Language-immersion programs boost Seattle students
Language-immersion programs are helping Seattle Public Schools' students boost their performance in the classroom. Innovative offerings such as these can help Washington compete for federal education grants.
AS the rest of the world becomes more globally attuned, America is often criticized for falling behind, particularly in education.
Among solutions adopted by Seattle Public Schools are language-immersion programs, where students are taught 50 percent of the time in English and the rest of the time in a foreign language.
Raised test scores and confidence levels are among the gains at elementary schools like Beacon Hill International and John Stanford International. Students in Stanford's first Spanish-English class tested about 20 points higher in reading and math on the state's standardized fourth-grade test than students a grade ahead taught in English only.
These are the kinds of innovative programs envisioned by education reformers and spurred by efforts such as the competitive Race to the Top federal grants.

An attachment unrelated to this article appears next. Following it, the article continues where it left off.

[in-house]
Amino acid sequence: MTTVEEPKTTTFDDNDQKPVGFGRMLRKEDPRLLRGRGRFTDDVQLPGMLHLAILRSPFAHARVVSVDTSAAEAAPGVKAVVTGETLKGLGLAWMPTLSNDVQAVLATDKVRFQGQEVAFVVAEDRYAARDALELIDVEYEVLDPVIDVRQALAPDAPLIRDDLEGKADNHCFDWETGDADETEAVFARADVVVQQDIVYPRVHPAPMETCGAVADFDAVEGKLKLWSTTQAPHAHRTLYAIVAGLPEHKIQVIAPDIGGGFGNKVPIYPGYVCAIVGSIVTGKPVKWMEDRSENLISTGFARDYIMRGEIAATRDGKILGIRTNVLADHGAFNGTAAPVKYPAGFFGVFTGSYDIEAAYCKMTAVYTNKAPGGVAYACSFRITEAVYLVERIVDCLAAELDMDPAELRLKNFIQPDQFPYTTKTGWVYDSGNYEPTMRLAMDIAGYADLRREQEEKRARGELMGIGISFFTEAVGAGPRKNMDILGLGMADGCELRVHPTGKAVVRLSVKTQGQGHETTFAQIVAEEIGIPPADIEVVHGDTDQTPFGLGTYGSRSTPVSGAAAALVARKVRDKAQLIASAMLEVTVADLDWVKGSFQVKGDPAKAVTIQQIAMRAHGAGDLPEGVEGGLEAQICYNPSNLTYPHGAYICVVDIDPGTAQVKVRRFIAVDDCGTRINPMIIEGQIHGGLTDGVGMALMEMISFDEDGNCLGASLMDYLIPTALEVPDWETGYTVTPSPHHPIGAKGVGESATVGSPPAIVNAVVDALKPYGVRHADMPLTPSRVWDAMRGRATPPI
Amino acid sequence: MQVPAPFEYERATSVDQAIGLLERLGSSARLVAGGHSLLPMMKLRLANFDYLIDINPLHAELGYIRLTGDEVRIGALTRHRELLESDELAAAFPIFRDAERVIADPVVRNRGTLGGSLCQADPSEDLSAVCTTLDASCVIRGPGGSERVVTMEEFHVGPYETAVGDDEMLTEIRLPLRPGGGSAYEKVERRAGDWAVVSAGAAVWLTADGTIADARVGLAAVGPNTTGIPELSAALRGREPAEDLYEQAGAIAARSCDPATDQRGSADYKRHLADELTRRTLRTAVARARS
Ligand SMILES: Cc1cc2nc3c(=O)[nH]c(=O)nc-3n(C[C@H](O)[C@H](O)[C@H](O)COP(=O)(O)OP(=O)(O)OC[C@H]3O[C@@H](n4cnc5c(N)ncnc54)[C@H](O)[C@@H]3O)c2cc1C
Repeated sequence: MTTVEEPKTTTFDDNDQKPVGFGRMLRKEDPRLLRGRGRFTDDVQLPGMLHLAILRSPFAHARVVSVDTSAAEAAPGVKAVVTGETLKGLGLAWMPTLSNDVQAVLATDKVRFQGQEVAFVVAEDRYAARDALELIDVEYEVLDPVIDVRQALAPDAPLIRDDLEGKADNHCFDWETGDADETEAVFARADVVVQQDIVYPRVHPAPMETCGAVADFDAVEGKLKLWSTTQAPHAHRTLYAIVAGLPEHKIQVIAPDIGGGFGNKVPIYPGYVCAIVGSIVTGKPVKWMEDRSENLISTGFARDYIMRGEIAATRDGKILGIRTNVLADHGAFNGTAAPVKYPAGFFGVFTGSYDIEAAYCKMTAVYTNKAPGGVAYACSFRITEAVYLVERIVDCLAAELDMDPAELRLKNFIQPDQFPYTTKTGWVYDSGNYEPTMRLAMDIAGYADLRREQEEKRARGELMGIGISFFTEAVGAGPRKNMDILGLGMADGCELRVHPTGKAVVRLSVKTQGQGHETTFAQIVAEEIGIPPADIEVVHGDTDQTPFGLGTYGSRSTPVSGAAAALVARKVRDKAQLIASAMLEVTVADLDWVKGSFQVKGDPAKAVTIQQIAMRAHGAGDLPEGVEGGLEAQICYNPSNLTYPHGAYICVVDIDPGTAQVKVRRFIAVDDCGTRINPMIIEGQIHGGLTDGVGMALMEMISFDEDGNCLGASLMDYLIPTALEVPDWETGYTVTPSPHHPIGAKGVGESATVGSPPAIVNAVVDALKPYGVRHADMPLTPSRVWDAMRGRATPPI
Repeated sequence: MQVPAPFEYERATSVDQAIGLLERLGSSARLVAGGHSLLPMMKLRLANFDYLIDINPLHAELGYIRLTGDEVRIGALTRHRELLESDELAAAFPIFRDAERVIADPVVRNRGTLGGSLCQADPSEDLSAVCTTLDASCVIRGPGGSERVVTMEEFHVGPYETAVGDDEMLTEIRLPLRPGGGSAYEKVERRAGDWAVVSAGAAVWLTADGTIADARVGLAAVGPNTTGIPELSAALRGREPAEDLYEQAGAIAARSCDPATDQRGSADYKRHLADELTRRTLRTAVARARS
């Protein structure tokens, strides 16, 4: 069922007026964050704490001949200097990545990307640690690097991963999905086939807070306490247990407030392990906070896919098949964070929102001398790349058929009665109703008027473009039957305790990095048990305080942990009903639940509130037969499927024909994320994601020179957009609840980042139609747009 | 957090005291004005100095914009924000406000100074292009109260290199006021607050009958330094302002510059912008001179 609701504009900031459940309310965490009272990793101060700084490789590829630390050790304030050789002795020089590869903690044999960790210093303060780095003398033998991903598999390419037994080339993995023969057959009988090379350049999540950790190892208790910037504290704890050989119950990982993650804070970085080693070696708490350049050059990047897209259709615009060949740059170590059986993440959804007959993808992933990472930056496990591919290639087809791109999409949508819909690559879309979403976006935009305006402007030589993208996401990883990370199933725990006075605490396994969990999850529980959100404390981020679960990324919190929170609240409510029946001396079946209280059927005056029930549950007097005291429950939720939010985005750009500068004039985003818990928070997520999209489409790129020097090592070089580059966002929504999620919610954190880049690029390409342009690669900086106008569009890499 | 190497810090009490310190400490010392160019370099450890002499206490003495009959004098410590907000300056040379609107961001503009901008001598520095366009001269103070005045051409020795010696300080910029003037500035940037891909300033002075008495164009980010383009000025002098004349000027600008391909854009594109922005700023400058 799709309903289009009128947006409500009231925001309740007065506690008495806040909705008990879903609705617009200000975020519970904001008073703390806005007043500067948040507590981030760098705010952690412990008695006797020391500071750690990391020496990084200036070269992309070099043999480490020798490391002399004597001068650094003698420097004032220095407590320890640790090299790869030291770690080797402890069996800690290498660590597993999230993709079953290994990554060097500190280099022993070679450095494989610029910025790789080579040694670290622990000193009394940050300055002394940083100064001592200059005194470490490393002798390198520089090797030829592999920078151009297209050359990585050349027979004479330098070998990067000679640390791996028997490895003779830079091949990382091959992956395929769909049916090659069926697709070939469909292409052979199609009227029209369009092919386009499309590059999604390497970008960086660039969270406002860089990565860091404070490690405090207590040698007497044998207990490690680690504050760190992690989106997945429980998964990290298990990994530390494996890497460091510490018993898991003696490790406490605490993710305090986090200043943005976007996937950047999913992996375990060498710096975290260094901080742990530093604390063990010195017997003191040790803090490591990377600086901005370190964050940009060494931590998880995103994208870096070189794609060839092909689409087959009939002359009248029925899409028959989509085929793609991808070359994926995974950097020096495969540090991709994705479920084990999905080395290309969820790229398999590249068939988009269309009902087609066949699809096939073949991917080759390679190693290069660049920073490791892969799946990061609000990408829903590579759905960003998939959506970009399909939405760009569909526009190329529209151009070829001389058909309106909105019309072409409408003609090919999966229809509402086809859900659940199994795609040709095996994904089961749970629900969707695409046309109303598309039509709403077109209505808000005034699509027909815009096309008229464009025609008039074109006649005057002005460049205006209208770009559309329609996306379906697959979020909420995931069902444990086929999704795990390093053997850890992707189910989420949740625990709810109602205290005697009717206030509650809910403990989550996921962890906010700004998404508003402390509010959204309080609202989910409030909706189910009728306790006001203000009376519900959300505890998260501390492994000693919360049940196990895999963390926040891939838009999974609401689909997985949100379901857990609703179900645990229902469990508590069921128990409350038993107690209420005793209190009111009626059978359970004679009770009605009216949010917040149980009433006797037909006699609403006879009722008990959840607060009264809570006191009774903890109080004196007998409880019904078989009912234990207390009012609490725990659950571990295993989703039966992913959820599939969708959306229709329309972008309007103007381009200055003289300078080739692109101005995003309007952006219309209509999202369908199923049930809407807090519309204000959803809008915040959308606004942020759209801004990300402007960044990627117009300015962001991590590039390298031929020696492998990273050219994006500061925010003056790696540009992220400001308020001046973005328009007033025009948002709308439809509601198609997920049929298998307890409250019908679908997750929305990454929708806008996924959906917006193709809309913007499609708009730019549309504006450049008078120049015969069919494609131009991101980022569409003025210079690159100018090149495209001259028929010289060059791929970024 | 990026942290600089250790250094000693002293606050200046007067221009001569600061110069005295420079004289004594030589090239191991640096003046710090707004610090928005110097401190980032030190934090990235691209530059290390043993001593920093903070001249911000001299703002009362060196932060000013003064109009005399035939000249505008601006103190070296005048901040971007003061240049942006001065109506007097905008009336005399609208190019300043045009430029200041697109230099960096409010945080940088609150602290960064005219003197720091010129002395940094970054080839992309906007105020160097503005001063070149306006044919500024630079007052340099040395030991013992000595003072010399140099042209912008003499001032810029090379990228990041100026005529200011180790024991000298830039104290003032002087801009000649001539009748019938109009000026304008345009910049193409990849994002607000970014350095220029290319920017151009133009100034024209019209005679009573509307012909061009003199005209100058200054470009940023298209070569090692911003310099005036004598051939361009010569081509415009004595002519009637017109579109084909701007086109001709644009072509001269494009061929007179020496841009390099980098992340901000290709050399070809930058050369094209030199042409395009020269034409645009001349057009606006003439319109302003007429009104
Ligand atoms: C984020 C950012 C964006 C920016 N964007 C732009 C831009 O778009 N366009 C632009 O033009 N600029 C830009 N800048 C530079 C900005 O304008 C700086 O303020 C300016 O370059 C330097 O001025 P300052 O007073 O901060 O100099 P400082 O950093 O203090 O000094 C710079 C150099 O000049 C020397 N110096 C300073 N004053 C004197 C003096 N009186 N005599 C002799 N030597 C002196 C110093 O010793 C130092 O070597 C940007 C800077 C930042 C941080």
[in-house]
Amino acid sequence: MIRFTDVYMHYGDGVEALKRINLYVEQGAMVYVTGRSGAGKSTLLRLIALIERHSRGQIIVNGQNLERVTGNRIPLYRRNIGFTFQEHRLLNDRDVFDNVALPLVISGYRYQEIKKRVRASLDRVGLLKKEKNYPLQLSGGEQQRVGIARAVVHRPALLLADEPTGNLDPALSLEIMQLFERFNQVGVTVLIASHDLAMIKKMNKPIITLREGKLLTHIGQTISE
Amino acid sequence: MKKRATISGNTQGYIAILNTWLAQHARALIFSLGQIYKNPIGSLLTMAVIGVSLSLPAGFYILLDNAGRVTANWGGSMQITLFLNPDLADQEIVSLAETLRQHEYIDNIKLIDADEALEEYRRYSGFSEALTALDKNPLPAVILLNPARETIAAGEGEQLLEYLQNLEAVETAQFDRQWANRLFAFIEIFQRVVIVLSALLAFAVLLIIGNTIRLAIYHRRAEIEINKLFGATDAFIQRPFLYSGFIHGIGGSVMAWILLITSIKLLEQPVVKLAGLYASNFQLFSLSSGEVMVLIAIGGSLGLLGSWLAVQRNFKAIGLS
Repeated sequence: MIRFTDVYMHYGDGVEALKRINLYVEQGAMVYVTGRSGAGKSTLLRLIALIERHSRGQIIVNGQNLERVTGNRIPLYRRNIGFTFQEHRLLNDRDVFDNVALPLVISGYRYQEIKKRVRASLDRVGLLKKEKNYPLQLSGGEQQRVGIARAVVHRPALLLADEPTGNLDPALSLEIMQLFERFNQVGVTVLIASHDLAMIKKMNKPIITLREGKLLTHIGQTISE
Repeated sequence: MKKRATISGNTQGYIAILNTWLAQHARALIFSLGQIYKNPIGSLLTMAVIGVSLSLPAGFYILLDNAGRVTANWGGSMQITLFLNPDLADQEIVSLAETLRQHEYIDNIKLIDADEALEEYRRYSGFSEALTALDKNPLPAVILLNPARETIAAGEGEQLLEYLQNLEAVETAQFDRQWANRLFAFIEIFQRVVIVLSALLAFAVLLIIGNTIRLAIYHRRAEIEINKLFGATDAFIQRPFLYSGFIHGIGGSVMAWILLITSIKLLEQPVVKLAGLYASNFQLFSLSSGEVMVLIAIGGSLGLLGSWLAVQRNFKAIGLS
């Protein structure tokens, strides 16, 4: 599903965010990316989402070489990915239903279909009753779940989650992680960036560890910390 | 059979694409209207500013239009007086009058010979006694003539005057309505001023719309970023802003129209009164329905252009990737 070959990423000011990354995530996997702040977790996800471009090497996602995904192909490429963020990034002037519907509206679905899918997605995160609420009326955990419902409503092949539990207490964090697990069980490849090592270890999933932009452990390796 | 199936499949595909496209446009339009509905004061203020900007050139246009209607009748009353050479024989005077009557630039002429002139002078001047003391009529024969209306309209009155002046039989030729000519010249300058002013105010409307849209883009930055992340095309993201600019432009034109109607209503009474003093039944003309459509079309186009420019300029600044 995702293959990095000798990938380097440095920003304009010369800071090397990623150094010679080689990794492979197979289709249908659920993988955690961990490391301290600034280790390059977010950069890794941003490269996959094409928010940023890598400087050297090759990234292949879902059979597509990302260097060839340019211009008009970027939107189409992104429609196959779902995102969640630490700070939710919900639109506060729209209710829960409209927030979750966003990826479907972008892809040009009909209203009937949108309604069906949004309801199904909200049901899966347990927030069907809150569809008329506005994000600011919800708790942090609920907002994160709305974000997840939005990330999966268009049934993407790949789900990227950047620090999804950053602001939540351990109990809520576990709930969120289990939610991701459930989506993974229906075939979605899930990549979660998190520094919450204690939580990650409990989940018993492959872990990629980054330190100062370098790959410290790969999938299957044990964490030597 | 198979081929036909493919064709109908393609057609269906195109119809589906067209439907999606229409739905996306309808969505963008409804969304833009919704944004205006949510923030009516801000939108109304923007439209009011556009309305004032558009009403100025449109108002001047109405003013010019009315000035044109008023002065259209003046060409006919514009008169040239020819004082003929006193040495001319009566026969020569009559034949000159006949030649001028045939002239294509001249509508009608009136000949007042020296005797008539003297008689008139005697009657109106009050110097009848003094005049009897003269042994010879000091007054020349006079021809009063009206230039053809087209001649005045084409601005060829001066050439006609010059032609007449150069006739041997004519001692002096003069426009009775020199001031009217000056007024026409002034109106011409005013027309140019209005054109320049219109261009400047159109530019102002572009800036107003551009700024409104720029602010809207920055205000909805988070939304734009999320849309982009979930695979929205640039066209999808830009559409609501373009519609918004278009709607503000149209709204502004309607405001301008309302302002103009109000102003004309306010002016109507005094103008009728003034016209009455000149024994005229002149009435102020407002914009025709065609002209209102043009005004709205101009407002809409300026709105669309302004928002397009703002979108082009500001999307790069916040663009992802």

In addition to long waiting lists that underscore the popularity of language-immersion programs, educators point to studies proving dual-language instruction's efficacy in teaching students, including those with limited English skills. While many students still do not take up a foreign language until middle school or later, studies have shown foreign languages are more easily taught and learned in elementary school.
In Seattle, nearly a quarter of children ages 5 to 17 speak a language other than English, and in some elementary schools, nearly 50 percent of students are eligible for bilingual services.
In the 2008-2009 school year, the federal government spent $100 billion more on K-12 education than it had in the previous year. That is not counting the nearly $100 billion in stimulus funds earmarked for education.
With an increase in funding, America has an opportunity to invest in bilingual education.
Seattle's language-immersion programs offer a creative and proven way to improve academic achievement. These successful programs have the potential to improve the quality of education in America.
Sam and Sara Lucchese create handmade pasta out of their kitchen-garage adjacent to their Ballard home. Here, they illustrate the final steps in making pappardelle pasta.